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“You’re finished…When you’re down by half, people figure you can go down all the way. They’re going to push the market against you.” Vinny Mattone, When Genius Failed: The Rise and Fall of Long-Term Capital Management
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After opening higher last night, futures gave up all of their initial gains and sold off sharply as Asia opened for trading. Shortly after the European open, though, buyers stepped back in and futures have rebounded back to the flat line. Outside of the Credit Suisse/UBS arranged marriage by Swiss Bank regulators that was announced on Sunday afternoon, there really hasn’t been much in the way of market-moving news, and there are no economic reports on the US calendar. Regional banks have been rallying, but First Republic (FRC) is down sharply again after it had its second ratings downgrade in a week.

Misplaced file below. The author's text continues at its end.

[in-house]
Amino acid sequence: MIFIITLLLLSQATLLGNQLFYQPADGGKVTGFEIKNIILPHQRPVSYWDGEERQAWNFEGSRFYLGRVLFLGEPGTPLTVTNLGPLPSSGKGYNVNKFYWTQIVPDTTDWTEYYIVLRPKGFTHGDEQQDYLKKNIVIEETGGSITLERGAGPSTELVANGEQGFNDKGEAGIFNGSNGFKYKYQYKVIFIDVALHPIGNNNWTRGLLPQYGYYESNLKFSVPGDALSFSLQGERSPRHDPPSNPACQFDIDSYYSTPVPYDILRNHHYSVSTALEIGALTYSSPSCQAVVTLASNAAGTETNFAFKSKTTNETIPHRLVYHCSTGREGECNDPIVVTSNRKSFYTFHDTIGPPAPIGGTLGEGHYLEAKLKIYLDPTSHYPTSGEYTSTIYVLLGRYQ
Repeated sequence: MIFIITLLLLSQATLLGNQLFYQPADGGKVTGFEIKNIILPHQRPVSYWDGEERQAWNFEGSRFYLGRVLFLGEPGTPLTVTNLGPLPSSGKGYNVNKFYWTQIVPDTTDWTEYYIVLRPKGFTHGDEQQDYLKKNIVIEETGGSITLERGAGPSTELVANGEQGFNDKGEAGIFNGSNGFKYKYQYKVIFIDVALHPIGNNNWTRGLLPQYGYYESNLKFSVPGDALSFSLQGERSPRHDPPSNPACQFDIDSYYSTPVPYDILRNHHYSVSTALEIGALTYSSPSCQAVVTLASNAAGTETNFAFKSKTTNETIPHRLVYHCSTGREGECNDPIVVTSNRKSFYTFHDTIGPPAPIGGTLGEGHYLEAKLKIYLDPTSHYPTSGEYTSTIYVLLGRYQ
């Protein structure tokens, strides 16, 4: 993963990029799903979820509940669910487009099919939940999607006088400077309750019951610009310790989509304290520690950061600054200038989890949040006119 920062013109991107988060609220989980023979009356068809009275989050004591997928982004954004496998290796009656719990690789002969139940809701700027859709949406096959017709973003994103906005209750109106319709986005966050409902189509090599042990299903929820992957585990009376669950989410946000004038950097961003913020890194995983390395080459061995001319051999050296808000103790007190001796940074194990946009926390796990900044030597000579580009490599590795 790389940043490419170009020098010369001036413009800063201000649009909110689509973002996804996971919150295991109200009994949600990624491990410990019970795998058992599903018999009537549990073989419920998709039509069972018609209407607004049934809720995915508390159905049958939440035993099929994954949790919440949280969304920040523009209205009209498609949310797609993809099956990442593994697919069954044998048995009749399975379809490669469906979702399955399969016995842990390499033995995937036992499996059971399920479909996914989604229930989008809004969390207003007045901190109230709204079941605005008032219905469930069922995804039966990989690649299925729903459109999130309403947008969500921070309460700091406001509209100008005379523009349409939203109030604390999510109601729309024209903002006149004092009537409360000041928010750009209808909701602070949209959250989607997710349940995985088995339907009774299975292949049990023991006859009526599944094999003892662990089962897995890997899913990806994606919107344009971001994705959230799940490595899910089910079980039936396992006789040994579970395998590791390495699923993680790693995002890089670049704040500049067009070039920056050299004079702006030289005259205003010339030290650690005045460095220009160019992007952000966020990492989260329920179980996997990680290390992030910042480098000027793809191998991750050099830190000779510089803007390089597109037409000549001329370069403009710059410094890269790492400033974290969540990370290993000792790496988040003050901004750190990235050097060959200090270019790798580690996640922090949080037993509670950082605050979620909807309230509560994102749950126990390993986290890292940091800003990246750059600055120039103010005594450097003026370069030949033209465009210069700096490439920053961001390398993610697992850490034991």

In the press conference on Sunday discussing the shotgun ‘merger’ between Credit Suisse and UBS, regulators and officials of the banks cited the turmoil in the US banking sector as the reason for Credit Suisse’s demise. There’s always a need for a scapegoat, but to blame regional US banks for Credit Suisse’s downfall is a stretch. For now, let’s put aside the fact that just last week Credit Suisse announced an $8 billion loss in its delayed annual report. The bank noted that “the group’s internal control over financial reporting was not effective,” and its auditor PriceWaterhouse Coopers gave the bank an ‘adverse opinion’ with respect to the accuracy of its financial statements. Well before the SVB failure, Credit Suisse was already a dirty shirt.
Just look at the stock price. From its peak of over $77 per ADR in 2007, Credit Suisse (CS) has been in a long downtrend. After bottoming at just under $19 in early 209, the share price quickly tripled over the last six to seven months, but the bounce was short-lived. By 2012, the share price was back below its Financial Crisis lows and in the ensuing years, any rally attempt quickly ended with a lower high followed by a lower low. The collapse of SVB and stresses on other US banks may very well have been the straw that broke Credit Suisse’s back, but if the bank had proper internal controls in the first place maybe it would have noticed the pile of hay on its back in the first place.
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